The 1141 Battle of Lincoln was one of the larger battles of the so-called "Anarchy" period of civil war as the throne of England was contested by King Stephen and the Empress Matilda. As the Polemarch has noted on his blog, this is somewhat of a neglected wargaming period. There was however a very interesting series of articles in Wargames Illustrated which covered the period, written by Stephen Simpson, who is the same person behind the "Simple Rules for the '45" Jacobite rebellion rules that I have been using recently for that conflict. He did some very interesting rules for this period of Anglo-Norman conflict too, but they need a little work by me to adapt them to my basing system (which is more designed for DBA/Polemos/Impetus type games) so I didn't use them for this refight, but I did adapt the scenario for the Battle of Lincoln, which was published back in Wargames Illustrated 29.
The Royal Army: 1 x General (King Stephen) (Sp), 6 x Infantry (Sp), 1 x General (3Kn), 5 x Knights (3Kn)
The Rebel Army: 1 x General (Robert of Gloucester) (Sp), 6 x Infantry (Sp), 2 x Welsh Infantry (3Ax), 1 x General (3Kn), 5 x Knights (3Kn)
All 'General' bases act as generals, but only King Stephen's base counts as a double-loss. The Royal Army move first, and its two groups of Knights have to charge straight forward if the Royal Army has enough PIPs to do so (i.e. 2); if the Royal Army only has 1 PIP to begin with, toss a coin for which group charges. The Rebel Army's knights are just out of charge range at set-up, but the Welsh contingent are within range of the Royal Knights closest to Lincoln.
The Royal Army's break-point is 4 bases, the Rebel Army's is 5.
No troops from either side can enter into Lincoln or the castle during the battle (or optionally, the castle has a Rebel garrison and the remainder of the city a Royal garrison).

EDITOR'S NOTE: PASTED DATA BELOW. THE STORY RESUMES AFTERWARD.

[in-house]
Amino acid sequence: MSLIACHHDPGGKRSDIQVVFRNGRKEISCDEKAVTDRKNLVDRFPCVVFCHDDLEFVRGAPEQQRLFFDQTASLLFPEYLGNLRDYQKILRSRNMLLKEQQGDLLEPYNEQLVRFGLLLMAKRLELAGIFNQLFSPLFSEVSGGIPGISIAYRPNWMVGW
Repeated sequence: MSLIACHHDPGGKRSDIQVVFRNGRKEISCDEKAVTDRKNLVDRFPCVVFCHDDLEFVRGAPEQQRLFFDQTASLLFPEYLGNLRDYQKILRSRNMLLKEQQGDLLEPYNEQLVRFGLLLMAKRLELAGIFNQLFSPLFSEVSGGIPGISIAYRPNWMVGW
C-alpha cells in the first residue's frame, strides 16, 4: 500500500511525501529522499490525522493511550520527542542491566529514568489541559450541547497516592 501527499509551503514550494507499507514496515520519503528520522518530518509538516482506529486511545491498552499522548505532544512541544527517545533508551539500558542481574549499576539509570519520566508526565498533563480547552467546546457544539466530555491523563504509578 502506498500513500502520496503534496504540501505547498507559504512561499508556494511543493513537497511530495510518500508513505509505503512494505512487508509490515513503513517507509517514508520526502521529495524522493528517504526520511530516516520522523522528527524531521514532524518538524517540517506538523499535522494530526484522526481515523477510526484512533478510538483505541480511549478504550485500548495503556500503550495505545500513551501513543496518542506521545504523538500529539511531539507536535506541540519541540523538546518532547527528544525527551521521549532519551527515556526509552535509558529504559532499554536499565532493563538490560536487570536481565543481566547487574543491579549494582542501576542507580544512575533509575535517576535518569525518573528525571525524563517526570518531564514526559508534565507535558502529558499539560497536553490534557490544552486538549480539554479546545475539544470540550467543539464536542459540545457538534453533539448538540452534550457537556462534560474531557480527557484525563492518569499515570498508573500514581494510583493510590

|The Rebel Army (bottom) is deployed on the low ground just north of the Foss Dyke, facing the Royal Army on the high ground (top), with the city of Lincoln to the East (right)|
|A view of Lincoln (a very stylized representation!)|
| The Royal Army on the high ground. King Stephen is with the infantry (centre); William of Ypres leads the force on the Royal left (right), whilst the right is a motley collection of hard-fighting but undisciplined earls.|
|Another view, from the ford on the Foss Dyke - a tenuous escape route for the Rebels if one should be needed!|
|William of Ypres' force charges the Welsh foot|
|Whilst Stephen's earls charge 'The Disinherited'|
|The Royal knights make relatively short work of the Welsh, but are then confronted by Ranulf and his knights.|
|A wider view|
|Robert of Gloucester hurries his men forward in the centre to support the rebel knights on the wings: the cavalry fight on the Royal Left (right) has become quite a swirling fight.|
|Easier to see in this view, as the dynamics of the cavalry fight on the Rebel right (right) has led to some gaps in the centre.|
|A similar phenomenon occurs on the Royal Right (left), but 'The Disinherited' have gained the upper hand on 'The Earls', who appear in some disarray.|